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The Journal of Sports Medicine and Physical Fitness 1999 June;39(2):154-9

lingua: Inglese

Regional and ­total ­body ­bone min­er­al den­sity in ­elite col­le­giate ­male swim­mers

Taaffe D. R. 1, 2, Marcus R. 1

1 Muskuloskeletal Research Laboratory, Aging Study Unit, Geriatric Research, Education & Clinical Center, Veterans Affairs Medical Center, Palo Alto, Department of Medicine, Stanford University, California, USA;
2 Human Movement Studies Unit, Charles Sturt University, Bathurst, Australia


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Background. To exam­ine the ­role of ­long-­term swim­ming exer­cise on region­al and ­total ­body ­bone min­er­al den­sity (BMD) in men.
Methods. Experimental ­design: Cross-sec­tion­al. Setting: Musculoskeletal ­research labor­a­to­ry at a med­i­cal cen­ter. Participants: We com­pared ­elite col­le­giate swim­mers (n=11) to age-, ­weight-, and ­height-­matched non-ath­let­ic con­trols (n=11).
Measures: BMD (g/cm2) of the lum­bar ­spine (L2-4), prox­i­mal ­femur (femo­ral ­neck, tro­chant­er, Ward’s tri­an­gle), ­total ­body and var­i­ous sub­re­gions of the ­total ­body, as ­well as region­al and ­total ­body fat and ­bone min­er­al-­free ­lean ­mass (LM) was ­assessed by ­dual-ener­gy X-ray absorp­tiom­e­try (DXA, Hologic QDR 1000/W).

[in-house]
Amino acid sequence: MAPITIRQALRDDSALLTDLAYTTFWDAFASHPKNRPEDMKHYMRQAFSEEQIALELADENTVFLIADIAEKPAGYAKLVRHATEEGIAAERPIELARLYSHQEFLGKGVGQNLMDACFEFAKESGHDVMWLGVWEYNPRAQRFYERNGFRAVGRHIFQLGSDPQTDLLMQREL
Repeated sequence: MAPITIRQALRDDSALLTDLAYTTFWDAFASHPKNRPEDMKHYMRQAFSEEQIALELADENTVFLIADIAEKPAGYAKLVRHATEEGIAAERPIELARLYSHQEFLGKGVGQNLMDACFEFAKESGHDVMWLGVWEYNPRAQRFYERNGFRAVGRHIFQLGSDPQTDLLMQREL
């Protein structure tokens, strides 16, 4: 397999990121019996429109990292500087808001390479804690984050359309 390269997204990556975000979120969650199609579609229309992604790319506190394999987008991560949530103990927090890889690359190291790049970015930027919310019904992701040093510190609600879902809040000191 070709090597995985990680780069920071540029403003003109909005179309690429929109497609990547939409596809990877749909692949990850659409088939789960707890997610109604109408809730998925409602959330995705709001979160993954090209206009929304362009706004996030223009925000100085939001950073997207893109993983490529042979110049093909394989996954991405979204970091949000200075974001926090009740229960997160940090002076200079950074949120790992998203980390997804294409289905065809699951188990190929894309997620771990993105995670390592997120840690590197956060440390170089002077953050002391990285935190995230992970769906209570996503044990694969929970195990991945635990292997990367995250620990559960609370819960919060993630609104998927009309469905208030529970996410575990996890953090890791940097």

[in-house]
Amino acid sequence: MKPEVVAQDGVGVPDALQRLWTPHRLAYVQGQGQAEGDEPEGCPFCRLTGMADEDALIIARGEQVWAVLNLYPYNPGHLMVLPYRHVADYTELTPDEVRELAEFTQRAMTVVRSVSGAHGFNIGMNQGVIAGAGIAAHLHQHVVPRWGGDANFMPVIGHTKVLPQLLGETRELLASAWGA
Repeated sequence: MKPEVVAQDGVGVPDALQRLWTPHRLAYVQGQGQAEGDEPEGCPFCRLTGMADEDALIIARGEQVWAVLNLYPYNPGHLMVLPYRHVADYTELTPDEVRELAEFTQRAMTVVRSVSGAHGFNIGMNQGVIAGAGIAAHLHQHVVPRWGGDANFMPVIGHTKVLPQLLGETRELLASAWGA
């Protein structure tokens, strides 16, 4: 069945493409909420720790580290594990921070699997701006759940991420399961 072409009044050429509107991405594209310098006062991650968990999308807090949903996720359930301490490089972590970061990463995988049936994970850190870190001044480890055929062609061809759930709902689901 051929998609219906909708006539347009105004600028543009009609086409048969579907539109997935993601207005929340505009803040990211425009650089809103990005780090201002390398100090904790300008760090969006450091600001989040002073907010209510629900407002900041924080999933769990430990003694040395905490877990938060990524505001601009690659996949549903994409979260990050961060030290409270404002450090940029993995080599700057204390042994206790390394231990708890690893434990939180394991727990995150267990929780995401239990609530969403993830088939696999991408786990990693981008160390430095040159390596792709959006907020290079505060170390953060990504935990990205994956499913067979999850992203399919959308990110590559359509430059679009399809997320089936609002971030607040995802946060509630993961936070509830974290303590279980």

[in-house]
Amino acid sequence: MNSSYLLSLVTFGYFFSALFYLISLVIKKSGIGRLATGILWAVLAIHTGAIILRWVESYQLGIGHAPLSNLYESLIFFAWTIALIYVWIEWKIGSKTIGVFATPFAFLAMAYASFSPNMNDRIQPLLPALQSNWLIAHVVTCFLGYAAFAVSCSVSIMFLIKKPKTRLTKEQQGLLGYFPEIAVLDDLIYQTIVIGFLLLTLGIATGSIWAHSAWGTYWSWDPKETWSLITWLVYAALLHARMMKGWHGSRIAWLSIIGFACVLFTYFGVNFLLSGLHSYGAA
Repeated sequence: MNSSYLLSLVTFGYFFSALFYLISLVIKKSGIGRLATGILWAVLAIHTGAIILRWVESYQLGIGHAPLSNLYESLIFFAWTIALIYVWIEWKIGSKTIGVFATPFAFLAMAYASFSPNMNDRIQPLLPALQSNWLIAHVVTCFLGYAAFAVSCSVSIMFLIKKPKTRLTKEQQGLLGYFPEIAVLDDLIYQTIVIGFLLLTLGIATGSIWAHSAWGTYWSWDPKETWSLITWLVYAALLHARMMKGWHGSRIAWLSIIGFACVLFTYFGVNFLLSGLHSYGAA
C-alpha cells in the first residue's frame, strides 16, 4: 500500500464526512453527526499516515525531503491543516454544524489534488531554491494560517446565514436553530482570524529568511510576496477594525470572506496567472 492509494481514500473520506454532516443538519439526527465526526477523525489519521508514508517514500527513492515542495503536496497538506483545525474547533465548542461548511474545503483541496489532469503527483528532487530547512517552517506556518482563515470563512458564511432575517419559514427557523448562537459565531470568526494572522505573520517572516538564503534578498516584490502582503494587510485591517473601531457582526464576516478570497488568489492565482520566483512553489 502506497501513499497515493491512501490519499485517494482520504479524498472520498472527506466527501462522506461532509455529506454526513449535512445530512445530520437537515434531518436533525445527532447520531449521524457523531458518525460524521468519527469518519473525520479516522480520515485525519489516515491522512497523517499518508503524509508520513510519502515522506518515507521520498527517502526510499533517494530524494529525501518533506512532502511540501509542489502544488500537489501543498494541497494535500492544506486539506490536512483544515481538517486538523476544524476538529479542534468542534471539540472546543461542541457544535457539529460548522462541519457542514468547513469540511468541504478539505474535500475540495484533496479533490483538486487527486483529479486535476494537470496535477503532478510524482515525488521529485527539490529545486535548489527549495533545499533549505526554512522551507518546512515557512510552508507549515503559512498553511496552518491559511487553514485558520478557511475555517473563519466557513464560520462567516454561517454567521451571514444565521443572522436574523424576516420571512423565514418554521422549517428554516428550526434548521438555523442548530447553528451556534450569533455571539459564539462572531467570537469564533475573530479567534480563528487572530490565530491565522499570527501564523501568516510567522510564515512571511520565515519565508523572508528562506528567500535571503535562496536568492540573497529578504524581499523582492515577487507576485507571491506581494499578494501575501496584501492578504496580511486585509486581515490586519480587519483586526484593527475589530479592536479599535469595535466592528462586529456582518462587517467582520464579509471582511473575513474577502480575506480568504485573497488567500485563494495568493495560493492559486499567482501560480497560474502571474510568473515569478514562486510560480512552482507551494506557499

Results. Swimmers, who com­menced train­ing at 10.7±3.7 yrs (mean±SD) and ­trained for 24.7±4.2 hrs per ­week, had a great­er ­amount of LM (p<0.05), low­er fat ­mass (p<0.001) and per­cent ­body fat (9.5 vs 16.2%, p<0.001) ­than con­trols. There was no sig­nif­i­cant dif­fer­ence ­between ­groups for region­al or ­total ­body BMD. In step­wise mul­ti­ple regres­sion anal­y­sis, ­body ­weight was a con­sis­tent inde­pen­dent pre­dic­tor of region­al and ­total ­body BMD.
Conclusions. These ­results sug­gest ­that ­long-­term swim­ming is not an oste­o­gen­ic ­mode of train­ing in col­lege-­aged ­males. This sup­ports our pre­vi­ous find­ings in ­young ­female swim­mers who dis­played no ­bone ­mass ben­e­fits ­despite ­long-stand­ing ath­let­ic train­ing.

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